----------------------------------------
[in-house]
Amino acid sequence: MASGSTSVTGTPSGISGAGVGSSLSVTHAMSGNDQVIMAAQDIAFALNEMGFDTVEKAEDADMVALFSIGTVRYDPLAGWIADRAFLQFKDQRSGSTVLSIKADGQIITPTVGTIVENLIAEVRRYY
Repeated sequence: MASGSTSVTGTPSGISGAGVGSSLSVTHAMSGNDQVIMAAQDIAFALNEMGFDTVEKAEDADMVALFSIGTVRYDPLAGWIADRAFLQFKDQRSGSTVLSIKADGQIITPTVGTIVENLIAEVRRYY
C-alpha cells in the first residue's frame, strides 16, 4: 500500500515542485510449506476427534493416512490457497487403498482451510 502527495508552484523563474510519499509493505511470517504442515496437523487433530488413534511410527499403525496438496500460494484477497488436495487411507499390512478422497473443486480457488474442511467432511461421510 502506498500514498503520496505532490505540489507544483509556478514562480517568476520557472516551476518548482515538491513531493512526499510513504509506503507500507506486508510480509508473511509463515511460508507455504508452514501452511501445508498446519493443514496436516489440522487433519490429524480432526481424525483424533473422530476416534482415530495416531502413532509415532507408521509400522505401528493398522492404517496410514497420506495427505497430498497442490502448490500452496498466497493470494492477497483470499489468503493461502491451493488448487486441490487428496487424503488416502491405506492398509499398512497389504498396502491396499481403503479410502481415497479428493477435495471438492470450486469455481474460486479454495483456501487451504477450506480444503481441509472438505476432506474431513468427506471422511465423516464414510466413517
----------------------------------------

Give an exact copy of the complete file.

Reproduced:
[in-house]
Amino acid sequence: MASGSTSVTGTPSGISGAGVGSSLSVTHAMSGNDQVIMAAQDIAFALNEMGFDTVEKAEDADMVALFSIGTVRYDPLAGWIADRAFLQFKDQRSGSTVLSIKADGQIITPTVGTIVENLIAEVRRYY
Repeated sequence: MASGSTSVTGTPSGISGAGVGSSLSVTHAMSGNDQVIMAAQDIAFALNEMGFDTVEKAEDADMVALFSIGTVRYDPLAGWIADRAFLQFKDQRSGSTVLSIKADGQIITPTVGTIVENLIAEVRRYY
C-alpha cells in the first residue's frame, strides 16, 4: 500500500515542485510449506476427534493416512490457497487403498482451510 502527495508552484523563474510519499509493505511470517504442515496437523487433530488413534511410527499403525496438496500460494484477497488436495487411507499390512478422497473443486480457488474442511467432511461421510 502506498500514498503520496505532490505540489507544483509556478514562480517568476520557472516551476518548482515538491513531493512526499510513504509506503507500507506486508510480509508473511509463515511460508507455504508452514501452511501445508498446519493443514496436516489440522487433519490429524480432526481424525483424533473422530476416534482415530495416531502413532509415532507408521509400522505401528493398522492404517496410514497420506495427505497430498497442490502448490500452496498466497493470494492477497483470499489468503493461502491451493488448487486441490487428496487424503488416502491405506492398509499398512497389504498396502491396499481403503479410502481415497479428493477435495471438492470450486469455481474460486479454495483456501487451504477450506480444503481441509472438505476432506474431513468427506471422511465423516464414510466413517